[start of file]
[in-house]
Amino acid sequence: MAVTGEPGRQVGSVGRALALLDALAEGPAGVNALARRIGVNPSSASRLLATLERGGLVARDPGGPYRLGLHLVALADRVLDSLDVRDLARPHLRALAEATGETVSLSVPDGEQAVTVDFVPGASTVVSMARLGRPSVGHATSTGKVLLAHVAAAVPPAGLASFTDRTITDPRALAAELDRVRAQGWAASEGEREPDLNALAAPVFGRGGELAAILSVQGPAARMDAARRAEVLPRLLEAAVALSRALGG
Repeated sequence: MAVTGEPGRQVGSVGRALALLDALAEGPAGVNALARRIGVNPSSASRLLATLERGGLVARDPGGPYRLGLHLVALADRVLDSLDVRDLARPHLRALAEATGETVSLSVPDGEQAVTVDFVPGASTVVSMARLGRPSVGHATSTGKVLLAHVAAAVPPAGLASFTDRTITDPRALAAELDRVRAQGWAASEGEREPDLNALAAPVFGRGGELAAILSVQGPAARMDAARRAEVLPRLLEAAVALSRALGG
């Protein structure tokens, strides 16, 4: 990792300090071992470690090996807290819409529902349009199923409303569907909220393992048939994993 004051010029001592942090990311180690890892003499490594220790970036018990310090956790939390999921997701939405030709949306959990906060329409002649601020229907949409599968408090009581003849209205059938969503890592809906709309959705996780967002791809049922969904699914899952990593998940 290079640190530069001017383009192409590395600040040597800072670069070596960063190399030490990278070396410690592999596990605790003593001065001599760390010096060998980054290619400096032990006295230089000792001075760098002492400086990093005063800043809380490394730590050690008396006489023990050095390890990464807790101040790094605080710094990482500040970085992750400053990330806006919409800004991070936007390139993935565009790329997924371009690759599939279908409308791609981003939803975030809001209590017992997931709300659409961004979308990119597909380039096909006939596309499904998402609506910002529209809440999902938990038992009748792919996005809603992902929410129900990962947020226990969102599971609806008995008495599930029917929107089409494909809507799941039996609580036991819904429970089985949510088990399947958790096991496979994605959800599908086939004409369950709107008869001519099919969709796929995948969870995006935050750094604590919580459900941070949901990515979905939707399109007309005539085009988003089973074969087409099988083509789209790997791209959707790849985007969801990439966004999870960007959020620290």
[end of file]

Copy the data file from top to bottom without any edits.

[in-house]
Amino acid sequence: MAVTGEPGRQVGSVGRALALLDALAEGPAGVNALARRIGVNPSSASRLLATLERGGLVARDPGGPYRLGLHLVALADRVLDSLDVRDLARPHLRALAEATGETVSLSVPDGEQAVTVDFVPGASTVVSMARLGRPSVGHATSTGKVLLAHVAAAVPPAGLASFTDRTITDPRALAAELDRVRAQGWAASEGEREPDLNALAAPVFGRGGELAAILSVQGPAARMDAARRAEVLPRLLEAAVALSRALGG
Repeated sequence: MAVTGEPGRQVGSVGRALALLDALAEGPAGVNALARRIGVNPSSASRLLATLERGGLVARDPGGPYRLGLHLVALADRVLDSLDVRDLARPHLRALAEATGETVSLSVPDGEQAVTVDFVPGASTVVSMARLGRPSVGHATSTGKVLLAHVAAAVPPAGLASFTDRTITDPRALAAELDRVRAQGWAASEGEREPDLNALAAPVFGRGGELAAILSVQGPAARMDAARRAEVLPRLLEAAVALSRALGG
């Protein structure tokens, strides 16, 4: 990792300090071992470690090996807290819409529902349009199923409303569907909220393992048939994993 004051010029001592942090990311180690890892003499490594220790970036018990310090956790939390999921997701939405030709949306959990906060329409002649601020229907949409599968408090009581003849209205059938969503890592809906709309959705996780967002791809049922969904699914899952990593998940 290079640190530069001017383009192409590395600040040597800072670069070596960063190399030490990278070396410690592999596990605790003593001065001599760390010096060998980054290619400096032990006295230089000792001075760098002492400086990093005063800043809380490394730590050690008396006489023990050095390890990464807790101040790094605080710094990482500040970085992750400053990330806006919409800004991070936007390139993935565009790329997924371009690759599939279908409308791609981003939803975030809001209590017992997931709300659409961004979308990119597909380039096909006939596309499904998402609506910002529209809440999902938990038992009748792919996005809603992902929410129900990962947020226990969102599971609806008995008495599930029917929107089409494909809507799941039996609580036991819904429970089985949510088990399947958790096991496979994605959800599908086939004409369950709107008869001519099919969709796929995948969870995006935050750094604590919580459900941070949901990515979905939707399109007309005539085009988003089973074969087409099988083509789209790997791209959707790849985007969801990439966004999870960007959020620290």